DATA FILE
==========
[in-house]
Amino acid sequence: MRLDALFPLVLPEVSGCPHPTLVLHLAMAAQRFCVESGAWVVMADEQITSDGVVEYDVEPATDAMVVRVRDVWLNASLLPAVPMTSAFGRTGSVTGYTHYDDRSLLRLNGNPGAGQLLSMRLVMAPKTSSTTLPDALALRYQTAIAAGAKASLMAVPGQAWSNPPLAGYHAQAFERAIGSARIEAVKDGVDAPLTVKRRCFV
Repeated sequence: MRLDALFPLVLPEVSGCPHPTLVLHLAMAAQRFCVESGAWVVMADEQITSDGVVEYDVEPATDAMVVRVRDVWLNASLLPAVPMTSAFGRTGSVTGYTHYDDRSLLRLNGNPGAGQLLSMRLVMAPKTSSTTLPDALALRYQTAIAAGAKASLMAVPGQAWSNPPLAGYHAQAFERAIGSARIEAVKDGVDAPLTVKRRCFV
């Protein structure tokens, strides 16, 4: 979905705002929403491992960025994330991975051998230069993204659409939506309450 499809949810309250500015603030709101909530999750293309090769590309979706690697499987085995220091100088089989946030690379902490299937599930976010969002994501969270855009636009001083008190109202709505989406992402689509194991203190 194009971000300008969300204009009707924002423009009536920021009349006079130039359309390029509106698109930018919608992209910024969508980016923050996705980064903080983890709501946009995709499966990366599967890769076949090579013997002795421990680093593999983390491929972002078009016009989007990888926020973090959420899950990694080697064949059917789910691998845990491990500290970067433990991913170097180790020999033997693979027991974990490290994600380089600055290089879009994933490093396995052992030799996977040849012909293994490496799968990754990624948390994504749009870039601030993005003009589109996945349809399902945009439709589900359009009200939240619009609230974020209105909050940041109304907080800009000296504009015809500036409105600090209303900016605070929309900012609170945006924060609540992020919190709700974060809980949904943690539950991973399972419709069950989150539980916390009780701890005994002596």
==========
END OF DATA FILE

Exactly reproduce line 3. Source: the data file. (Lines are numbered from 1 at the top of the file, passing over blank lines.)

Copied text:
Repeated sequence: MRLDALFPLVLPEVSGCPHPTLVLHLAMAAQRFCVESGAWVVMADEQITSDGVVEYDVEPATDAMVVRVRDVWLNASLLPAVPMTSAFGRTGSVTGYTHYDDRSLLRLNGNPGAGQLLSMRLVMAPKTSSTTLPDALALRYQTAIAAGAKASLMAVPGQAWSNPPLAGYHAQAFERAIGSARIEAVKDGVDAPLTVKRRCFV